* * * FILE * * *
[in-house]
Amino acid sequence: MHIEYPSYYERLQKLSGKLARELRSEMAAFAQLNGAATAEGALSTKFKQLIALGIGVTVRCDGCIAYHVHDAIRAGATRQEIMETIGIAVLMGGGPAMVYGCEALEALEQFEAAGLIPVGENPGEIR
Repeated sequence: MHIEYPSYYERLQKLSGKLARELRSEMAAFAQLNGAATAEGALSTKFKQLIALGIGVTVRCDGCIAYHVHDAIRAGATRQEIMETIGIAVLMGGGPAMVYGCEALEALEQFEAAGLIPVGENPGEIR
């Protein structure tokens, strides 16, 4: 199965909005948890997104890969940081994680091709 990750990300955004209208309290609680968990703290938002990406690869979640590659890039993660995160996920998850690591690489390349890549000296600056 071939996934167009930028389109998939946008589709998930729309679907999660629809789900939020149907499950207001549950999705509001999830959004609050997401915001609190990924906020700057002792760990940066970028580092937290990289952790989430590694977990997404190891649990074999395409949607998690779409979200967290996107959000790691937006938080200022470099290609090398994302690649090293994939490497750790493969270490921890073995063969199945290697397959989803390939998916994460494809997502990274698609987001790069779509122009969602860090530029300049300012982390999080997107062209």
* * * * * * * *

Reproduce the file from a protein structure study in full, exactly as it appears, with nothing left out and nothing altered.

[in-house]
Amino acid sequence: MHIEYPSYYERLQKLSGKLARELRSEMAAFAQLNGAATAEGALSTKFKQLIALGIGVTVRCDGCIAYHVHDAIRAGATRQEIMETIGIAVLMGGGPAMVYGCEALEALEQFEAAGLIPVGENPGEIR
Repeated sequence: MHIEYPSYYERLQKLSGKLARELRSEMAAFAQLNGAATAEGALSTKFKQLIALGIGVTVRCDGCIAYHVHDAIRAGATRQEIMETIGIAVLMGGGPAMVYGCEALEALEQFEAAGLIPVGENPGEIR
């Protein structure tokens, strides 16, 4: 199965909005948890997104890969940081994680091709 990750990300955004209208309290609680968990703290938002990406690869979640590659890039993660995160996920998850690591690489390349890549000296600056 071939996934167009930028389109998939946008589709998930729309679907999660629809789900939020149907499950207001549950999705509001999830959004609050997401915001609190990924906020700057002792760990940066970028580092937290990289952790989430590694977990997404190891649990074999395409949607998690779409979200967290996107959000790691937006938080200022470099290609090398994302690649090293994939490497750790493969270490921890073995063969199945290697397959989803390939998916994460494809997502990274698609987001790069779509122009969602860090530029300049300012982390999080997107062209």